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Commission Given CAFTA Deadline

November 3, 2006

The Legislative Assembly this week voted to set deadlines for the drawn-out legislative process of the Central American Free-Trade Agreement with the United States (CAFTA), inciting ire from CAFTA opponents, who labeled the move “anti-democratic.”

The congressional controversy comes after the Supreme Elections Tribunal (TSE) shot down a citizen group’s request that the trade pact to be sent to a non-binding public vote.

With 38 votes in favor, the assembly Tuesday approved a resolution that will require the International Affairs Commission, which has been discussing CAFTA for a year, to send the controversial trade pact to the assembly floor by Dec. 12.

Some CAFTA opponents questioned the constitutionality of the assembly’s deadline setting, suggesting the Constitutional Chamber of the Supreme Court (Sala IV) might have problems with it in the future.

“For the first time in Costa Rica’s parliamentary history it established a limit to discussion in a permanent commission,” said a statement from the anti-CAFTA Costa Rican Federation for Environmental Conservation (FECON).

Constantino Urcuyo, a political analyst and former PUSC legislator, said the assembly’s deadline “could be dangerous” for the CAFTA agenda because opponents may try to appeal the move with the Sala IV after the pact has moved through Congress.

The commission has held more than 40 hearings on the free-trade agreement, which Presidency Minister Rodrigo Arias, brother of pro-CAFTA President Oscar Arias, said is “probably a world record.”

“We can’t have our commission be kidnapped by legislators from the Citizen Action Party and legislator (José) Merino,” he said, referring to the opposition’s alleged delay tactic of filing motions.

Costa Rica is the only Central American country that has not ratified the trade pact, which would eliminate trade barriers between Central American countries, the Dominican Republic and the United States.

It would also open Costa Rica’s staterun monopolies on insurance and telecommunications.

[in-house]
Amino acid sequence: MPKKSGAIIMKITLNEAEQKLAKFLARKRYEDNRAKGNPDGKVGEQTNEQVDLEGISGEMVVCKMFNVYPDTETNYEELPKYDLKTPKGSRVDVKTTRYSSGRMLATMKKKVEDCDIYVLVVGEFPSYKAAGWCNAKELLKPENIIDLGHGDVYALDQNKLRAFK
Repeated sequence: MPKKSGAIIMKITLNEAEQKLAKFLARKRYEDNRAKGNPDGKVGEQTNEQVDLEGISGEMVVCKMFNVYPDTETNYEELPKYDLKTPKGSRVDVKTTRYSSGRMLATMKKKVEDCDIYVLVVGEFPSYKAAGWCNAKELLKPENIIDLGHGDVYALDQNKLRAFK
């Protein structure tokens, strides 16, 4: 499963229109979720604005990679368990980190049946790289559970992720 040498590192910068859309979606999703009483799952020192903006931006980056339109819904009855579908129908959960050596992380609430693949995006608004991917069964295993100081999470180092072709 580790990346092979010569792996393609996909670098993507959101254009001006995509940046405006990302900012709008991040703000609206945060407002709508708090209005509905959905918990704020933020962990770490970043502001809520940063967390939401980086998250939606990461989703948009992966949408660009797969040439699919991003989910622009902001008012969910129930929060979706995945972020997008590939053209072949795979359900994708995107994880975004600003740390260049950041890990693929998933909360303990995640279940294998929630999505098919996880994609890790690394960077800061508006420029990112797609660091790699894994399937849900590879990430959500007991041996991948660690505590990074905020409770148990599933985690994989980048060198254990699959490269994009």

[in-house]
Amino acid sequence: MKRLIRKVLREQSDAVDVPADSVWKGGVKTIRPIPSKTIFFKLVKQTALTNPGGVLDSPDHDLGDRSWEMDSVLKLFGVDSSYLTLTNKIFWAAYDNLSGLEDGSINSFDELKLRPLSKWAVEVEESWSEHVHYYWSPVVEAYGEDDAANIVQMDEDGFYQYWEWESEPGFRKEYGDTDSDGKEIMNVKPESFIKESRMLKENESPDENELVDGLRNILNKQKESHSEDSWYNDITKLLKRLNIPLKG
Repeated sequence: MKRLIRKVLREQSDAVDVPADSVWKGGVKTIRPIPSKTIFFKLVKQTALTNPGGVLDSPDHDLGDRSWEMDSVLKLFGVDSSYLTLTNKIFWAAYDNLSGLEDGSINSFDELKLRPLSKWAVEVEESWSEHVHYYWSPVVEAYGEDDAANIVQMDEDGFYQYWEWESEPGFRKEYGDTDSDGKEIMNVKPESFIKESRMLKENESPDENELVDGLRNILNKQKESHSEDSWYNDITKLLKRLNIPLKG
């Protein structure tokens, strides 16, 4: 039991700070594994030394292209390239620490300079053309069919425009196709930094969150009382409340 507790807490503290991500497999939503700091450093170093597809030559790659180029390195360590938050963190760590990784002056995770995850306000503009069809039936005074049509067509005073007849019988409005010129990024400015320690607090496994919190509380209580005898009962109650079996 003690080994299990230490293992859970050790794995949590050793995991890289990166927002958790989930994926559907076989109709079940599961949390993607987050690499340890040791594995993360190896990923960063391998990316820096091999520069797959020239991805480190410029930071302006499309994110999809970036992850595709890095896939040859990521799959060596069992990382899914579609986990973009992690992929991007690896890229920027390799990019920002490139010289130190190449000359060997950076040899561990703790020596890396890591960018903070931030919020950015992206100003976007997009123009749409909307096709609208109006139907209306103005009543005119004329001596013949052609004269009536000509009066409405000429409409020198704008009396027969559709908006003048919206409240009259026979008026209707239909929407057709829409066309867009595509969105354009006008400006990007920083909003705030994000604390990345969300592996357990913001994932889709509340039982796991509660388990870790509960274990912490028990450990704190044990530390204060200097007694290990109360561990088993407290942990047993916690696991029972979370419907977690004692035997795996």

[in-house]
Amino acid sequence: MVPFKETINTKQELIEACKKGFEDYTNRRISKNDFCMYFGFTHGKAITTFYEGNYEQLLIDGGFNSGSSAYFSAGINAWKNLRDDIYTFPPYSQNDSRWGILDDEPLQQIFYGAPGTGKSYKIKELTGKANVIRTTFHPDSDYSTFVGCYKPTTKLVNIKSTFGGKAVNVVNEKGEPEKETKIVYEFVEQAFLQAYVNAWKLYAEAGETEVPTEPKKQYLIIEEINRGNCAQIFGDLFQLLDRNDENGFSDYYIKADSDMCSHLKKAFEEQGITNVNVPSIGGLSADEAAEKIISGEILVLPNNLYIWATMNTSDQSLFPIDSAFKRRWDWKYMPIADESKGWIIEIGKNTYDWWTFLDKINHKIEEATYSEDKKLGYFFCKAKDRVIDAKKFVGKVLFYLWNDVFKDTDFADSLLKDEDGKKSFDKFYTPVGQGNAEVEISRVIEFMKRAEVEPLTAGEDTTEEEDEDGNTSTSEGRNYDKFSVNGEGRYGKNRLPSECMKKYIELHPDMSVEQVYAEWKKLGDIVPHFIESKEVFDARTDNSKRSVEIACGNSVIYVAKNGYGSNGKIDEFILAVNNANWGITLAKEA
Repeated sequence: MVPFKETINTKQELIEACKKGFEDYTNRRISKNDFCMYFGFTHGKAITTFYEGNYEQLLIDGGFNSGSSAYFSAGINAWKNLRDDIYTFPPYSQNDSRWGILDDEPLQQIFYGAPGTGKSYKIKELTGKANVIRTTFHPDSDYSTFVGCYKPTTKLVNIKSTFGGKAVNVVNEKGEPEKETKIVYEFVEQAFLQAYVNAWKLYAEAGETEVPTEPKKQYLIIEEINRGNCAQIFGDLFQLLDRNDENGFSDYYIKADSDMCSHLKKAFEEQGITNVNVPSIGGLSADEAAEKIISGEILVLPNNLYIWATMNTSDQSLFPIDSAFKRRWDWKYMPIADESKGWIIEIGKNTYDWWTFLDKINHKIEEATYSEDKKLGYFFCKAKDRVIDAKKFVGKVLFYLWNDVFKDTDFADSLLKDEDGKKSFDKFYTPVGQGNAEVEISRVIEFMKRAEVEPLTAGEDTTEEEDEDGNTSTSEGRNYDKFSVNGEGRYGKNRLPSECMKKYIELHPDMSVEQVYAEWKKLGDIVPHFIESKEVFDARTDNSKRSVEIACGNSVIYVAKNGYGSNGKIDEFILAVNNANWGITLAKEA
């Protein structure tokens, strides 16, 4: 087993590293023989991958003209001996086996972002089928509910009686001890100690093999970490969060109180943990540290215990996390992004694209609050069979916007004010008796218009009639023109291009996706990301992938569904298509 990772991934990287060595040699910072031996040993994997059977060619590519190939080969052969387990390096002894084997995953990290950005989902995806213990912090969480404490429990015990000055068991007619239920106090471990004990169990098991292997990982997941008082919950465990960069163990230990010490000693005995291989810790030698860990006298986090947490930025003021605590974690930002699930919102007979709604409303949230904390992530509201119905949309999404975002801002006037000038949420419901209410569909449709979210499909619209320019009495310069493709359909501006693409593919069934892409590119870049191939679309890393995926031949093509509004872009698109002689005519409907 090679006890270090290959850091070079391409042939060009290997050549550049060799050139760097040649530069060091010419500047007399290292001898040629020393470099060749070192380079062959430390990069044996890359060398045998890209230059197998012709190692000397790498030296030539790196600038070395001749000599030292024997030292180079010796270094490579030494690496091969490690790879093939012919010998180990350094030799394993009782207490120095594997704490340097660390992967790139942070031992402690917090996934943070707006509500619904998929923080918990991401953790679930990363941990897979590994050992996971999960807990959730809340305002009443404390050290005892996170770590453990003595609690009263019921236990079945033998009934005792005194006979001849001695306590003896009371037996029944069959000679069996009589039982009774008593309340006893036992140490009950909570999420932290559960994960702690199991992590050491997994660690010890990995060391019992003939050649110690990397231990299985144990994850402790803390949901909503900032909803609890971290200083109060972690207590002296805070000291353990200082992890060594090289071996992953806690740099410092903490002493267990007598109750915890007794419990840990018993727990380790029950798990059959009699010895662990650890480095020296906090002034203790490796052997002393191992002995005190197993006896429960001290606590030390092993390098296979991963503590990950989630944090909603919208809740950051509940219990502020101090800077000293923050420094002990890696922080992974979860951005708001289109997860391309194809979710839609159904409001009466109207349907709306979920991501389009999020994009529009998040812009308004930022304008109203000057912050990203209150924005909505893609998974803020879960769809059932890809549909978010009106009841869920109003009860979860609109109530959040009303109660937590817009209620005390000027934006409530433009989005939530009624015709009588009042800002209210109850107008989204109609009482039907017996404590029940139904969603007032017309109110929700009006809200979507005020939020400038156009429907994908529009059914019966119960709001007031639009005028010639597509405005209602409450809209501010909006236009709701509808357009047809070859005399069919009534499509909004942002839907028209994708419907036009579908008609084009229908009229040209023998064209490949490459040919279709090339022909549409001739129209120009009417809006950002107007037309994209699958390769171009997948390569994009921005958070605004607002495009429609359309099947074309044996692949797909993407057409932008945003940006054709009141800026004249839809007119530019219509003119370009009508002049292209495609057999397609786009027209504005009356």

The agreement still must be debated on the floor of Congress in two different sessions, and pass through the Constitutional Chamber of the Supreme Court (Sala IV), which has been known to find constitutional flaws in the handling of priority legislation such as recent attempts to speed up fiscal reform (TT, March 24).

The assembly’s decision came the week after a group of citizens that has been pushing for CAFTA to be sent to voters in a nonbinding referendum (TT, Sept. 8) announced they will appeal the TSE’s ruling.

The tribunal decided there is no legal basis to consider petitions for a non-binding referendum. The recently passed Referendum Law states referendums cannot be held on issues that deal with taxation or fiscal matters.

The ruling did, however, leave the door open for Congress to pass legislation in favor of a referendum on CAFTA.

A group of legislators submitted a bill in November 2005 that would send CAFTA to popular vote. However, the Legal Affairs Commission’s administrative director Nery Aguero told The Tico Times the commission has not yet taken up the issue.

The Arias administration made its opposition to a referendum clear this week.

“Our position is that in the recent national elections voters knew that CAFTA was a priority, and their decision was clear,” Minister Arias told reporters Wednesday. Also this week, former President Luis Alberto Monge (1982-1986) made a public call for Costa Rica to “retract its signing of the poorly negotiated text.”

Costa Rica “should propose the negotiation of a commercial agreement adequate for both nations, just as the United States has negotiated bilaterally with Colombia, Panama, and Peru, and as Chile has done before them,” he wrote in the anti-CAFTA National Association of Public and Private Employees (ANEP) newsletter.

 

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